The R5i comes with an assembled weight of 145 lb, which is very impressive for a recumbent bike (matching the weight of the Sole LCR).

With a weight this high, you won’t have to worry about this recumbent feeling flimsy or lightweight during workouts.

It also comes with a very impressive weight capacity of 400 lb, allowing folks of all sizes to use it safely.

The R5i is also pretty long for a recumbent, taking up a footprint of roughly 70″ x 28″ – so certainly not the most compact recumbent bike around.

But I like how robust this bike is.

You’ll also notice how low the frame is between the flywheel and the seat (step-thru frame) – this makes it easy to access the seat from either direction.

Overall, I think the R5i scores highly in the frame department.


LifeSpan offers the following residential warranty on their R5i Recumbent Bike:

  • 10 year frame
  • 2 year parts
  • 1 year labor

This isn’t a bad warranty for this price range, but there’s definitely room for improvement.

This is actually the same warranty NordicTrack offers on all of their equipment, in case you were wondering.

Anyway, 10 years on the frame is ok, but there are bikes in this price range that offer lifetime frame guarantees (like Spirit’s XBR25).

Two years on parts is pretty average too, considering most brands offer somewhere between 2- 5 years here.

A year on labor is also industry standard, so nothing special going on there.

All things considered, not a bad warranty, but could be better.


The LifeSpan R5i comes with the following features:

LCD console- the console on this bike is pretty basic looking, but it’s brightly lit and large enough to see clearly during workouts. But it’s lacking some of the higher-tech features like fans, speakers, and USB charging ports.

40 workout programs- that said, it does come with a boatload of built-in workouts to choose from, including 34 preprogrammed profiles, 4 heart rate guided programs, and 2 customers user workouts.

Self-generating power- one of the coolest features this bike has to offer if you ask me, is the self-generating power. You don’t have to plug this bike in, all you have to do is hop on and start pedaling. Just keep in mind the console will shut off if you stop pedaling.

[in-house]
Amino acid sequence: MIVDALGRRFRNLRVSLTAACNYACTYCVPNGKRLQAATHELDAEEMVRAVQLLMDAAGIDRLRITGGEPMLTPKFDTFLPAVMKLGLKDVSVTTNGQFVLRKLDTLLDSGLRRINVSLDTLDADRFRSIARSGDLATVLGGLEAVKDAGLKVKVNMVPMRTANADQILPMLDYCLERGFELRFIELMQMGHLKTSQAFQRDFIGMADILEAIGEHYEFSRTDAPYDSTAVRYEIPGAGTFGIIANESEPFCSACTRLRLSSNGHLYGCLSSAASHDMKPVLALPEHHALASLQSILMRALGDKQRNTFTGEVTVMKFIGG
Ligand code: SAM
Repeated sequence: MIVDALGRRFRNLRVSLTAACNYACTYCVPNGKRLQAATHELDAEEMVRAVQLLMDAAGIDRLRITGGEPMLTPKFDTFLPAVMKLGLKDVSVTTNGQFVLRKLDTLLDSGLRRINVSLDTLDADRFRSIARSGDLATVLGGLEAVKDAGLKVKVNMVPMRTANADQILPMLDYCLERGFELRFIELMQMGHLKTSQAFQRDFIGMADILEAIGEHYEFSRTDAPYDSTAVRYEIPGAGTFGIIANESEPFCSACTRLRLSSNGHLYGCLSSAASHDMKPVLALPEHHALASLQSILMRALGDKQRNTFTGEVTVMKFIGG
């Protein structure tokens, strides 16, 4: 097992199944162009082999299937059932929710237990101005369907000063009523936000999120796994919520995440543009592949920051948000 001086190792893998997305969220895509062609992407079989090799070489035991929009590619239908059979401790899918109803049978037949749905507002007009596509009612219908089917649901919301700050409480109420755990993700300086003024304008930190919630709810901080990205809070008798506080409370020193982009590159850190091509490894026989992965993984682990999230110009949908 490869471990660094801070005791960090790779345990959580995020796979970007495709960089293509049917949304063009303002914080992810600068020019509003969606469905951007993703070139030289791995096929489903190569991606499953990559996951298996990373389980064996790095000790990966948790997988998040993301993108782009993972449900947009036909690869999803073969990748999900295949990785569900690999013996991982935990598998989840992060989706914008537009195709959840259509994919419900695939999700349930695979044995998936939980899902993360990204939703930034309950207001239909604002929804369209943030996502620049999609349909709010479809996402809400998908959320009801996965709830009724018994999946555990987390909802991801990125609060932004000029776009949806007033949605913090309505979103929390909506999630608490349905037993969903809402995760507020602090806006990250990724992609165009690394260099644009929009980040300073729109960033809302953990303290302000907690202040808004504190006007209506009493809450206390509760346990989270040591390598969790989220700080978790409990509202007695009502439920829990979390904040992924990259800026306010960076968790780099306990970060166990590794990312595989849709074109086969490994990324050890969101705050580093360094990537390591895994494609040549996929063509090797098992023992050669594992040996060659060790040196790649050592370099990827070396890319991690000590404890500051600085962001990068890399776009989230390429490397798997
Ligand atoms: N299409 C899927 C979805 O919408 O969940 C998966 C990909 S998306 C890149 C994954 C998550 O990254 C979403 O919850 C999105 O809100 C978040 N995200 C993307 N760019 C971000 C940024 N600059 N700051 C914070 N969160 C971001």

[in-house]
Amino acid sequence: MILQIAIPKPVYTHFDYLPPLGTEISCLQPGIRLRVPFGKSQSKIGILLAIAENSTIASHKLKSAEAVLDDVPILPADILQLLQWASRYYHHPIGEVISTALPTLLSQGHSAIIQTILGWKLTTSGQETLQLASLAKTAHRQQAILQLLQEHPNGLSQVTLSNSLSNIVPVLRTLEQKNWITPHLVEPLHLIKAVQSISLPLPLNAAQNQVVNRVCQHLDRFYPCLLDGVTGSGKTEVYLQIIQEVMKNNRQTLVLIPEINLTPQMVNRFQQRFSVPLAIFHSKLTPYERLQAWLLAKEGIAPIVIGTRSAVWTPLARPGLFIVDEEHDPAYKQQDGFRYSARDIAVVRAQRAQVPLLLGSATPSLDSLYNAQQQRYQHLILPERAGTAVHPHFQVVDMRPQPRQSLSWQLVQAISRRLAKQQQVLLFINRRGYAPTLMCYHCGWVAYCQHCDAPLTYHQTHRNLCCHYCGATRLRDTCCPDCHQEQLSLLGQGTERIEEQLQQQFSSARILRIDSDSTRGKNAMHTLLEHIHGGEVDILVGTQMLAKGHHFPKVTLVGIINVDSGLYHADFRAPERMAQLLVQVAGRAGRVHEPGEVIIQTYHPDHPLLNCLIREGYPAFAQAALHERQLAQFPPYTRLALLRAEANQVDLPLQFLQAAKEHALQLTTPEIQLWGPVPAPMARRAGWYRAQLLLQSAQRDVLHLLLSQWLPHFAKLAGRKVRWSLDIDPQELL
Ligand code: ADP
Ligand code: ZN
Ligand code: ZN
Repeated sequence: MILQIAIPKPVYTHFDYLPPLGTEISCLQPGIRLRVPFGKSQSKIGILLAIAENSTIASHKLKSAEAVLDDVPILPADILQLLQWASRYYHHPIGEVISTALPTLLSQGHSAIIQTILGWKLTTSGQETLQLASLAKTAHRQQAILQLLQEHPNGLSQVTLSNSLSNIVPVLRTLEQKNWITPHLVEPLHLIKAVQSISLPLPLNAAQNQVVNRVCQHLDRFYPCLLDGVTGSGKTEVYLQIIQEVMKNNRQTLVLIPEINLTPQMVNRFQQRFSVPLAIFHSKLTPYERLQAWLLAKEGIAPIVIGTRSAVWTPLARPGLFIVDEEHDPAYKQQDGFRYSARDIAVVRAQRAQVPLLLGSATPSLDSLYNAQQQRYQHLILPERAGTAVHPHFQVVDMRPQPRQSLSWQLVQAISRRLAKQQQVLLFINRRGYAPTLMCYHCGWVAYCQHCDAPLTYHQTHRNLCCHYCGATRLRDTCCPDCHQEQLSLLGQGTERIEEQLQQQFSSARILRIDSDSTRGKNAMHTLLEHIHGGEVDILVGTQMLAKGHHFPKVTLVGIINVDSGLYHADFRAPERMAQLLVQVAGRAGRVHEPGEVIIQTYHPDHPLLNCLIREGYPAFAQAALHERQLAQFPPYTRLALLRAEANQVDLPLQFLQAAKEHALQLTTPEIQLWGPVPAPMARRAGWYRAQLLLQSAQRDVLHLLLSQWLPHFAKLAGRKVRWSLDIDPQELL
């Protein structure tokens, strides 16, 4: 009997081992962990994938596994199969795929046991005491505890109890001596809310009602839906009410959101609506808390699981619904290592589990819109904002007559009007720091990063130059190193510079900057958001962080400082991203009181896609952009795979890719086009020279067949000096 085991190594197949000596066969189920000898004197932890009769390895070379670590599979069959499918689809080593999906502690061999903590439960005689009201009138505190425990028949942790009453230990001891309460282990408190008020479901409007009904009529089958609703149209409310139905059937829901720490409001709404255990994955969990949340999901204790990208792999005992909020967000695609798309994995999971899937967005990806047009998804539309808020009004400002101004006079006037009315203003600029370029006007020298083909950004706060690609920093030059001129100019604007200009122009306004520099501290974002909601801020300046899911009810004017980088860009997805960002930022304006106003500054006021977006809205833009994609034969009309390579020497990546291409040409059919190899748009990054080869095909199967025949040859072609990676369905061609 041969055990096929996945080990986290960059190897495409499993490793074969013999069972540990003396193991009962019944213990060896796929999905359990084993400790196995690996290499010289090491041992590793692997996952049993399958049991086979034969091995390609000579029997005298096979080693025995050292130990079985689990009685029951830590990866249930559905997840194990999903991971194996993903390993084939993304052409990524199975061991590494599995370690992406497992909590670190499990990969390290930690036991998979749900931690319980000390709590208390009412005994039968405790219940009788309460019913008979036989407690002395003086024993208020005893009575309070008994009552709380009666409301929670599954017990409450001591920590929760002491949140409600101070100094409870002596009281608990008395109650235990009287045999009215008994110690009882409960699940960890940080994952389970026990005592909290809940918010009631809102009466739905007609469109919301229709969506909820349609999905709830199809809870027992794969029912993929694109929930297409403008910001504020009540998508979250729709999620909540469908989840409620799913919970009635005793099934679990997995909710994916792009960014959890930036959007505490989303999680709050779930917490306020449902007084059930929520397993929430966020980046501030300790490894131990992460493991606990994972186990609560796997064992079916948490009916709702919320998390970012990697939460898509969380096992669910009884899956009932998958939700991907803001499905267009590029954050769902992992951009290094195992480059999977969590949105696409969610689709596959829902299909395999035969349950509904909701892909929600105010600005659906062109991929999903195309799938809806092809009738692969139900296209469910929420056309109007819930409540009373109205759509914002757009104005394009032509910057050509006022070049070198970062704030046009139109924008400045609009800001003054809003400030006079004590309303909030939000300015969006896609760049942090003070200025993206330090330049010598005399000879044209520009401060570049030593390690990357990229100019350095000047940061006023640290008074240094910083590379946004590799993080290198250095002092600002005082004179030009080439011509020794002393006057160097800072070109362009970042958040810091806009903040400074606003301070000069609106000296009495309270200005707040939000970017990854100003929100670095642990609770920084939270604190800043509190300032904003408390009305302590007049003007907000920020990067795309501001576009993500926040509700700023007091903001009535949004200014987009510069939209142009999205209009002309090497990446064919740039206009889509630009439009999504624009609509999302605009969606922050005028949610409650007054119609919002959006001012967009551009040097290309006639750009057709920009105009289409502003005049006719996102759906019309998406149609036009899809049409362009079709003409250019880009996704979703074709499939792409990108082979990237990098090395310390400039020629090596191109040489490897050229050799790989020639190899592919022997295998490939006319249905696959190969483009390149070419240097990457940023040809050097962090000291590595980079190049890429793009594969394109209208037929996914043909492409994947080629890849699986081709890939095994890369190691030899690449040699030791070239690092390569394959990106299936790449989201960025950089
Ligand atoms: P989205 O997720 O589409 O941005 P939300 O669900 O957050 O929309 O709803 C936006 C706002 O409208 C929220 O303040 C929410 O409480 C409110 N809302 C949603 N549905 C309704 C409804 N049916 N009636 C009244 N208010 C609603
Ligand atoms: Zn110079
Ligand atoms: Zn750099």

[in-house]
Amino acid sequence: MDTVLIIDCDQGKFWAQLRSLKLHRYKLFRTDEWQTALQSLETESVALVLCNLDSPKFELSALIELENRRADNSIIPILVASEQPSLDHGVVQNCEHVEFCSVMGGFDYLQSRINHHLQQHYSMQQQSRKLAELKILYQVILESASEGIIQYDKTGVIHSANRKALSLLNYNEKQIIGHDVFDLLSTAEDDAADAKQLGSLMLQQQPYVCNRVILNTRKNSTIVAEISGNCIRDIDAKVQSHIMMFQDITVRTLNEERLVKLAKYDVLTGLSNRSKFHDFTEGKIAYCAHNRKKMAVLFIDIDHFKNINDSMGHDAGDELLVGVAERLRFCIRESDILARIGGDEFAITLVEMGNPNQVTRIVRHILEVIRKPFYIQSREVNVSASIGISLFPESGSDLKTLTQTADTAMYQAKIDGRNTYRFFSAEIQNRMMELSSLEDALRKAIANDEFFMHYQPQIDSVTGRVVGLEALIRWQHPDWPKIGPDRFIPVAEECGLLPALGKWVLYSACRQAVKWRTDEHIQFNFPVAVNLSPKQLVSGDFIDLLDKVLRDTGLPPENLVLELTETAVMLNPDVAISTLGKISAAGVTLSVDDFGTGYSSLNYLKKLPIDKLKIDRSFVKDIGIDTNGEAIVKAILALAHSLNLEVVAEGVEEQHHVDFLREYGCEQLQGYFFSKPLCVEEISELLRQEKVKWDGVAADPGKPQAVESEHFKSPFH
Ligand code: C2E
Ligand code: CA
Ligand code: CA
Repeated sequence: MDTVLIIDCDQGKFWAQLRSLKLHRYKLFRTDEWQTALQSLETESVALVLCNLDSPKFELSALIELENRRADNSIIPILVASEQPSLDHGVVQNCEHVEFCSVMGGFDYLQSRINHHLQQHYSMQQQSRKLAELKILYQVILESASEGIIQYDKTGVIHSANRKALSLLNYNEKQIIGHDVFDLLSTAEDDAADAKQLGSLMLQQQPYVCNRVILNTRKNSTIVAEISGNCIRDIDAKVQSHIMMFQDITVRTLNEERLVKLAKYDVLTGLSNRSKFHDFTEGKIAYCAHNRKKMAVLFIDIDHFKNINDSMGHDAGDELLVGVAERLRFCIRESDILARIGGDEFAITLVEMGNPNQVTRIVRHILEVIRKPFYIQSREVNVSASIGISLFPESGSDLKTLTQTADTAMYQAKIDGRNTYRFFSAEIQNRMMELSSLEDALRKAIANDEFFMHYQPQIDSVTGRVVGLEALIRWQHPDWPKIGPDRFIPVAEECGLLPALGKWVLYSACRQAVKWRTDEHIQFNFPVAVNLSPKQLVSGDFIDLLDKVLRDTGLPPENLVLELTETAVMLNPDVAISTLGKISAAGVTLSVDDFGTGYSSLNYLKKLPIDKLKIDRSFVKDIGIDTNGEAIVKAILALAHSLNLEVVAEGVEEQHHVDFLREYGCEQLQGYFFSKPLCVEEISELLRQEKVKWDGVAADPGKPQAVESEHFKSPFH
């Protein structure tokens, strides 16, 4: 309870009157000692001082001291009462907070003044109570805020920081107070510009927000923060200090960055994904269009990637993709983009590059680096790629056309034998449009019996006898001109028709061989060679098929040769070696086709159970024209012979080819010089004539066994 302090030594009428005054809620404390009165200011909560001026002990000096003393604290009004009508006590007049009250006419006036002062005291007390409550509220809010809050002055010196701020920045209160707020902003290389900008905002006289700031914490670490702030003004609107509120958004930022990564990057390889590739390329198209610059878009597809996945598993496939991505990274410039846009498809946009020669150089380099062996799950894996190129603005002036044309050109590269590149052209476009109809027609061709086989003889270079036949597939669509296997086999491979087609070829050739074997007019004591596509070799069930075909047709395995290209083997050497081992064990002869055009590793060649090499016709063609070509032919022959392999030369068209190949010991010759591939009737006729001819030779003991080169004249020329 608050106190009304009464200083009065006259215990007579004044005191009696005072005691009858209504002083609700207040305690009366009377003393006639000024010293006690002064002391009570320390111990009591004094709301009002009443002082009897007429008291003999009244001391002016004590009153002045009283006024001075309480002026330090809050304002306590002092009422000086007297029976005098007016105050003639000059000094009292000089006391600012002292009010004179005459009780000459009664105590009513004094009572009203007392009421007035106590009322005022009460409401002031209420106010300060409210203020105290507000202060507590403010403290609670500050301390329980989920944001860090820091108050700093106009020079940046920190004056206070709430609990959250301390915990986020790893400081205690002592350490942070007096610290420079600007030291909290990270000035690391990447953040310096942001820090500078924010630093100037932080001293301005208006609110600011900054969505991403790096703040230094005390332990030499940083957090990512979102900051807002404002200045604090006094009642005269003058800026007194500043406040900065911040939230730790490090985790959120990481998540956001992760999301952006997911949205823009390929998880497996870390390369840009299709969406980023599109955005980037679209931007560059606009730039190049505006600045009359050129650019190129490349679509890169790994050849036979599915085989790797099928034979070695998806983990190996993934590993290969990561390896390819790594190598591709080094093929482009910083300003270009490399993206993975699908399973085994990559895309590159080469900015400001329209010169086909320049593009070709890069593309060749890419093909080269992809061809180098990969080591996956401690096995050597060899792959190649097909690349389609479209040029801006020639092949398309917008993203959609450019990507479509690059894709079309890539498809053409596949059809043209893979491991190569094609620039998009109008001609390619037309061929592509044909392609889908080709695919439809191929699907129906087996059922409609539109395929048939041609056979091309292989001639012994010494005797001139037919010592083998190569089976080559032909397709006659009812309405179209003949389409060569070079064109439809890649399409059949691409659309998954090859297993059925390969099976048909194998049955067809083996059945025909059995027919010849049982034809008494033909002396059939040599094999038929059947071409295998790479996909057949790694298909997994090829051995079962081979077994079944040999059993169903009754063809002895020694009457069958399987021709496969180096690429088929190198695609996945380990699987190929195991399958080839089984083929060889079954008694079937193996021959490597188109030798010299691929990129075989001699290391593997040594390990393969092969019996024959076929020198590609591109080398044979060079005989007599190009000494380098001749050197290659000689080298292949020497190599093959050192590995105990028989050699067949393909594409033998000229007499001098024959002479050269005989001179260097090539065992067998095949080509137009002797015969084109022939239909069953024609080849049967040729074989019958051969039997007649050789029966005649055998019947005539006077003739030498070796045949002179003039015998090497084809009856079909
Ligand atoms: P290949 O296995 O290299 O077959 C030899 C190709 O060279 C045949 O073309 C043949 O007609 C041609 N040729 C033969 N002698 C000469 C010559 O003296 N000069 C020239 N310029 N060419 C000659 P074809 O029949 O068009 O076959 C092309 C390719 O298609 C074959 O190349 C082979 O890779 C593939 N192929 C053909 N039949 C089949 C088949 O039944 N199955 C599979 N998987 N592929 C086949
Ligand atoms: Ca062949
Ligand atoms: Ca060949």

Adjustable backrest- the adjustable backrest is another great feature and something you don’t see on many recumbents these days. With the pull of a lever, you can easily adjust the angle of the backrest to suit your needs. This is a handy feature for people dealing with back pain. The armrests are also large, mimicking the feel of an office chair.

Bluetooth- the R5i is bluetooth compatible with fitness apps, like LifeSpan’s own Club App, which allows you to track all your metrics and gauge progress toward goals.

Heart rate monitoring- there are built-in grip monitors in the armrests, but the R5i is also compatible with strap monitors (one not included).


Time to talk numbers.

At the time of writing this, the R5i is going for $1899 directly through LifeSpan’s website, which feels a bit high for me.

True, the adjustable backrest and self-generating power source might be enough to justify this much cost, but with such a simple console and lackluster resistance system, I think that’s asking a bit much.

Fortunately, at the time of writing this, Amazon has the R5i for around $1399 and I obviously like this price a lot better.

At roughly $1400, I think the R5i makes a lot more sense – again, mostly for the adjustable backrest and self-generating power source.

But there’s still some tough competition in this price range.

I’ve mentioned Sole’s LCR already, but there’s also their more affordable R92 (usually around $1100 – $1300), which comes with a 20 lb flywheel, 20 resistance levels, a more sophisticated console, and a longer warranty (lifetime frame, 3 year parts).

But, no adjustable backrest and you have to plug it in.

NordicTrack’s Commercial R35 goes for around $1500 and it comes with a 14″ HD touchscreen console, workout streaming, a 25 lb flywheel, and an identical warranty.

There’s also Spirit’s XBR55, which costs around $1600 and comes with a 24 lb flywheel, 20 resistance levels, an adjustable backrest, and one of the longest warranties on the market (lifetime frame, 10 year parts).

Again, the R5i has a lot of competition in this price range.

All that said, does it makes sense to invest in the R5i??

Final Thoughts

Tough call.

I generally like LifeSpan as a brand, but when it comes to the performance side of things, the R5i falls a bit short when compared to the other top recumbents in this price range.

The only real reason I see to go with the R5i is if you’re specifically looking for a bike with an adjustable backrest and a self -generating power source.

Because at the sale price of $1400, I don’t know of any other recumbent off the top of my head that offers both features in that price range.

Speaking of price, I don’t think it makes any sense to purchase the R5i at its full asking price of $1900 because there are too many other nice recumbents that are more affordable.

If the self-generating power source isn’t that important to ya, I would suggest comparing prices between the R5i and the Spirit XBR55 because they both come with the adjustable backrest.

And Spirit’s warranties are much better.

Overall though, I think the R5i is a nice recumbent bike, especially for heavier folks looking for a comfortable ride.

Leave a Comment